The Sandwich Generation: Raising Kids, Caring for Parents
Written by Malia Jacobson
From the weary trenches of early parenthood, it’s easy to view the decades ahead through rose-colored glasses. Someday, the kids will be more independent, weekends won’t be filled with rain-soaked soccer games, and oppressive day-care and school tuition bills will be long gone.
Naturally, this will free up time and funds for a few much-missed leisure pursuits, such as couples’ weekends, golf trips or perhaps just some cherished downtime.
Instead, millions of parents find that the future brings a heavier workload, not a lighter one, as they care for an aging parent (or two) while raising their own brood. This increasingly common scenario can be a burden, or a blessing in disguise, says Carol L. Russell, Ed.D., author of Sandwiched! Tales, Tips, and Tools to Balance Life in the Sandwich Generation.
Often, it’s both burden and blessing, and whether “sandwiched” parents thrive or burn out is a matter of how well they learn to balance an unwieldy bundle of responsibilities.
But it is possible to manage the needs of multiple generations without drowning in neediness, notes Russell. And caregiving and active parenting can happily coexist, even complement one another.
A swelling sandwich
According to the New York Academy of Medicine, some 42 million women between the ages of 35 and 54 make up the “sandwich generation,” tending to growing children and aging parents simultaneously, often during their peak career years. (The AARP reports that three-fourths of family caretakers hold down jobs.)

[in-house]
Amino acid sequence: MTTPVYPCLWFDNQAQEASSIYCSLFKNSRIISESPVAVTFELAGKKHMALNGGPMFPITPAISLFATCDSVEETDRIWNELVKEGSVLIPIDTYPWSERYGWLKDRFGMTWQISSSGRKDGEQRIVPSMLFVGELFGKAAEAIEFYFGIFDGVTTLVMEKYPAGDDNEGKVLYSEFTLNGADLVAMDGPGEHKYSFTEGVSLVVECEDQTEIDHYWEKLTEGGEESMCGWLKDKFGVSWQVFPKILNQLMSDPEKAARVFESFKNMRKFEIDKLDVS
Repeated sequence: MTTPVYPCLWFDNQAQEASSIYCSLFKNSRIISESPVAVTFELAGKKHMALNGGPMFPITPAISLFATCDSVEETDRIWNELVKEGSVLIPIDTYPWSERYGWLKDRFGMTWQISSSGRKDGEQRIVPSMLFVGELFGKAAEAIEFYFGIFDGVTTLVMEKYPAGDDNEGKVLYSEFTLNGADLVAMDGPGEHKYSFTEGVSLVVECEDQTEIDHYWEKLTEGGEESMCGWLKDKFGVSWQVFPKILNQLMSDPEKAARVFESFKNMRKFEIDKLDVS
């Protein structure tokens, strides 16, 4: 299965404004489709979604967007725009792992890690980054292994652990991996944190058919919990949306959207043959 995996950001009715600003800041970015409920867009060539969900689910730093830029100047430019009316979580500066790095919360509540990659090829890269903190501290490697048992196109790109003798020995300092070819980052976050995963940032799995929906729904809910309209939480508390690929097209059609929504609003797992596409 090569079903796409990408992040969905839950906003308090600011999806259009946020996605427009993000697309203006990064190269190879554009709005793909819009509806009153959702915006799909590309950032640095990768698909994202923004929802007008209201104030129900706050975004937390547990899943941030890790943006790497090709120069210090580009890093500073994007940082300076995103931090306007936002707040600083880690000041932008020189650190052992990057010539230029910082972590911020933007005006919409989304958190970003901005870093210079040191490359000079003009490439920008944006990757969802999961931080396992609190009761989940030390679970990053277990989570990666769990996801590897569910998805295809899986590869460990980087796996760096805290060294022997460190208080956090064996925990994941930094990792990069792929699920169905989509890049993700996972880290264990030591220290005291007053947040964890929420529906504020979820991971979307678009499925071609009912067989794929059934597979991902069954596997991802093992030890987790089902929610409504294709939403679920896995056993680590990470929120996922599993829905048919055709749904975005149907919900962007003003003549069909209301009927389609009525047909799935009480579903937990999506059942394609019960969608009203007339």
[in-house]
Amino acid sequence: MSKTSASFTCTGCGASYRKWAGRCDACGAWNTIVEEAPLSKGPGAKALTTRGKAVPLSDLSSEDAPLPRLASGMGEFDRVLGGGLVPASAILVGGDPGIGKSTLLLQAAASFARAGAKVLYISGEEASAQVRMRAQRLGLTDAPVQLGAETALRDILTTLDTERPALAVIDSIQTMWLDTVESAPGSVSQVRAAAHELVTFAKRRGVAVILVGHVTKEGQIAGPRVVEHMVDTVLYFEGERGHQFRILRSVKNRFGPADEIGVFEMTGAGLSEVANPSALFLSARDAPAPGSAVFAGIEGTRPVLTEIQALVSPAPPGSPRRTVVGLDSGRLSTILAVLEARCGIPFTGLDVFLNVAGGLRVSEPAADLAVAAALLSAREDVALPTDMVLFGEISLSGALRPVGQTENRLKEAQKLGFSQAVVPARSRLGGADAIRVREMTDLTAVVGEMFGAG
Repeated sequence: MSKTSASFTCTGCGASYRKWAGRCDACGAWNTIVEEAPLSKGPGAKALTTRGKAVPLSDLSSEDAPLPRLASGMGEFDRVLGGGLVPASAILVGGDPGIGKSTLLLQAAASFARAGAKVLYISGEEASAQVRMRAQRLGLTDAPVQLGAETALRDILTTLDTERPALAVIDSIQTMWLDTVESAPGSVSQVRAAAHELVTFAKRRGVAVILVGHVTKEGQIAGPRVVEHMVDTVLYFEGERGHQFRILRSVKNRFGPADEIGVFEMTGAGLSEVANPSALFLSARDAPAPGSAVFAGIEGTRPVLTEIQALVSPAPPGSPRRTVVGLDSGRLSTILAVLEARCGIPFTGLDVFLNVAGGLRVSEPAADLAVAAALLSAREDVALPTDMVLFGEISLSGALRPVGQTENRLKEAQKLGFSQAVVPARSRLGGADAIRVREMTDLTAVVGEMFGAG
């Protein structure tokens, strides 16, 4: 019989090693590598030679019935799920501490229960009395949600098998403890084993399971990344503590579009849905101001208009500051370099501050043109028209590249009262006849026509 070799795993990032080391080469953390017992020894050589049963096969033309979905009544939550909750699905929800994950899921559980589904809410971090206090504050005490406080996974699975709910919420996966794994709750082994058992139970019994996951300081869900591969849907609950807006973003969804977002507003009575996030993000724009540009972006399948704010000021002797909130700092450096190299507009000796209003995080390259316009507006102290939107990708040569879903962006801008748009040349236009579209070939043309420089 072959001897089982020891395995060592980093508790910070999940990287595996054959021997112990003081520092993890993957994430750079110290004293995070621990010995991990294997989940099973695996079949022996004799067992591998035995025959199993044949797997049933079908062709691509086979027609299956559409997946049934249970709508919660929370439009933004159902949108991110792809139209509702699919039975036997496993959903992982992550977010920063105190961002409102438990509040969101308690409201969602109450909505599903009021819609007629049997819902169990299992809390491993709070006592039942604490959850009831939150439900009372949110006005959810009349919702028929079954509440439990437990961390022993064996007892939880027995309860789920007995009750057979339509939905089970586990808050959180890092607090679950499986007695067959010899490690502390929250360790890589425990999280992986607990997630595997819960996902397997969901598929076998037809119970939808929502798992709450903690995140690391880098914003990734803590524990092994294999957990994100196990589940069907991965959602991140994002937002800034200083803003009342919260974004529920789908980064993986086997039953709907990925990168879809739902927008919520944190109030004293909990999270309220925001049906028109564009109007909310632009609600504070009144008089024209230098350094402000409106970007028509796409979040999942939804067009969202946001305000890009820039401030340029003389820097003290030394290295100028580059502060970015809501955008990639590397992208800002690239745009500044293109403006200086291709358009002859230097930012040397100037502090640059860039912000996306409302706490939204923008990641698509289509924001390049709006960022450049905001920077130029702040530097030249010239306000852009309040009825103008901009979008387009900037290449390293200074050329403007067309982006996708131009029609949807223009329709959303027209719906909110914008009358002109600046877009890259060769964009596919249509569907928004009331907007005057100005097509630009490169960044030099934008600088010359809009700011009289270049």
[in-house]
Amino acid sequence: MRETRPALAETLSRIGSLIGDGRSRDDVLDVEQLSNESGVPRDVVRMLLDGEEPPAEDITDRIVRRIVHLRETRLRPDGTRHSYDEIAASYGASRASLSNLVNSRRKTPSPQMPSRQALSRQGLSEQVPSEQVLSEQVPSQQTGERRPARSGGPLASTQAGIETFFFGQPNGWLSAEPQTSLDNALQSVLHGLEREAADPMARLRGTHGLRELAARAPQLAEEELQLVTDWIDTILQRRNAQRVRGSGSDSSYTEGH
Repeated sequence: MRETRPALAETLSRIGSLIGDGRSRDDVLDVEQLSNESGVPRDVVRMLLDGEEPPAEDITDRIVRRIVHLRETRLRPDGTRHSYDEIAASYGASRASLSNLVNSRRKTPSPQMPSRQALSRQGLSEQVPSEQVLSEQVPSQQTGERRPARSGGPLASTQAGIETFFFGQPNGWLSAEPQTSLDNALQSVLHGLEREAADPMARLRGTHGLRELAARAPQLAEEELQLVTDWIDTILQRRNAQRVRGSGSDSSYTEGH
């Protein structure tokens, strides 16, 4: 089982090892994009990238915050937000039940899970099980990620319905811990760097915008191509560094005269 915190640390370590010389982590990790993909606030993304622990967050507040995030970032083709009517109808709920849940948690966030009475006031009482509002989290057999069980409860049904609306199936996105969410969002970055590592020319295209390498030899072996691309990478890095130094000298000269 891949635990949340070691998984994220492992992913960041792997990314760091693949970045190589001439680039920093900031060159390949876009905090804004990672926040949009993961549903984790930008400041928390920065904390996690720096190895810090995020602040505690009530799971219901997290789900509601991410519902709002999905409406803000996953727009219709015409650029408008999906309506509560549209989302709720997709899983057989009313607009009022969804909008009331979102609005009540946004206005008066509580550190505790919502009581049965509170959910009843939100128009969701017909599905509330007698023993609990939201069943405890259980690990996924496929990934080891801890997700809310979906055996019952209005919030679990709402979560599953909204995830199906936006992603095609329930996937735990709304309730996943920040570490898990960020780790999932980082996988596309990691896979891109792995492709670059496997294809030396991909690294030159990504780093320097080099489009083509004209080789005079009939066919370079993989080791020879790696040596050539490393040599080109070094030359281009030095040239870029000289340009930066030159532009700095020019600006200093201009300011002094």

Adding another slice to the stressful sandwich is the fact that caretaking usually falls to the female partner — even if the parent in need of care is her spouse’s, not hers. According to the AARP and the National Alliance for Caregiving, nearly two out of three adults caring for an older family member or friend are female.
“I’m juggling,” says Issaquah resident Norma Rosenthal, who, with fellow local “sandwich parent” Toby Donner, created the website Girlfriends with Aging Parents as a guide and sounding board for women in the sandwich generation. “That’s the only word for it. I work full time, and I can’t keep those balls in the air fast enough.”
As baby boomers age, the sandwich generation is swelling, while caregivers become more squeezed. According to Georgetown University, the number of people over the age of 65 is expected to increase by 2.3 percent annually, while the number of eligible family caregivers will only increase by .8 percent. By 2015, the U.S. Census Bureau estimates, 19 million Americans will be 85 or older.
But an aging population is not the only factor that’s causing the sandwich to grow. Thanks to a trend toward delayed parenthood (pregnancy rates for women ages 40–44 have been on the rise since 1991), more women find themselves caring for elderly parents while their own children are still firmly in the nest.
Slipping into sandwich mode
Becoming a caregiver to an aging parent usually doesn’t happen overnight. Shuttling a parent to doctor’s appointments and errands gradually morphs into arranging for in-home care, poring over finances and coordinating triage with other family members.
For Russell, a mom of three daughters, caring for her parents started with long-distance care. After two years of arranging round-the-clock help and supervision from hours away, she and her husband opted to move her parents to a newly built home on their property in Kansas.